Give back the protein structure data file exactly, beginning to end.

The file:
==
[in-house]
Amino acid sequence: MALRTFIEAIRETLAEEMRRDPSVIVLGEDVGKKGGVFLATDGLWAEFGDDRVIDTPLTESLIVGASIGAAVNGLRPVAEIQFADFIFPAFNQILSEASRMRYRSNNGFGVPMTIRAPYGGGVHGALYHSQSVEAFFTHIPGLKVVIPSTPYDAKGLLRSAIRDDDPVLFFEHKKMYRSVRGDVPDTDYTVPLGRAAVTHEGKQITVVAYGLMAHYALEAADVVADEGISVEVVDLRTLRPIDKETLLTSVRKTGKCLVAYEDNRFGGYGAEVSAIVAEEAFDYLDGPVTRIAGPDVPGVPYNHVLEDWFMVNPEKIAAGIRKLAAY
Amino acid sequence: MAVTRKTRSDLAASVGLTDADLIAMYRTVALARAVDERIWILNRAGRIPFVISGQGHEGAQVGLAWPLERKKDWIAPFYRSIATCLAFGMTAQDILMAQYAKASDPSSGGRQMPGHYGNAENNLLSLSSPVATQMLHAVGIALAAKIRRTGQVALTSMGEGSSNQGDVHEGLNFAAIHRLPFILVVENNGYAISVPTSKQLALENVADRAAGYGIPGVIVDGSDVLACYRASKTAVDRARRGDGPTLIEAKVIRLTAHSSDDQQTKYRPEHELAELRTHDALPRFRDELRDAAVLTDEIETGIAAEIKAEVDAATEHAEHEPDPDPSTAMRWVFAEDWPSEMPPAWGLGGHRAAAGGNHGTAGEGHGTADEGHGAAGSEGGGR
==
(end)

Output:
[in-house]
Amino acid sequence: MALRTFIEAIRETLAEEMRRDPSVIVLGEDVGKKGGVFLATDGLWAEFGDDRVIDTPLTESLIVGASIGAAVNGLRPVAEIQFADFIFPAFNQILSEASRMRYRSNNGFGVPMTIRAPYGGGVHGALYHSQSVEAFFTHIPGLKVVIPSTPYDAKGLLRSAIRDDDPVLFFEHKKMYRSVRGDVPDTDYTVPLGRAAVTHEGKQITVVAYGLMAHYALEAADVVADEGISVEVVDLRTLRPIDKETLLTSVRKTGKCLVAYEDNRFGGYGAEVSAIVAEEAFDYLDGPVTRIAGPDVPGVPYNHVLEDWFMVNPEKIAAGIRKLAAY
Amino acid sequence: MAVTRKTRSDLAASVGLTDADLIAMYRTVALARAVDERIWILNRAGRIPFVISGQGHEGAQVGLAWPLERKKDWIAPFYRSIATCLAFGMTAQDILMAQYAKASDPSSGGRQMPGHYGNAENNLLSLSSPVATQMLHAVGIALAAKIRRTGQVALTSMGEGSSNQGDVHEGLNFAAIHRLPFILVVENNGYAISVPTSKQLALENVADRAAGYGIPGVIVDGSDVLACYRASKTAVDRARRGDGPTLIEAKVIRLTAHSSDDQQTKYRPEHELAELRTHDALPRFRDELRDAAVLTDEIETGIAAEIKAEVDAATEHAEHEPDPDPSTAMRWVFAEDWPSEMPPAWGLGGHRAAAGGNHGTAGEGHGTADEGHGAAGSEGGGR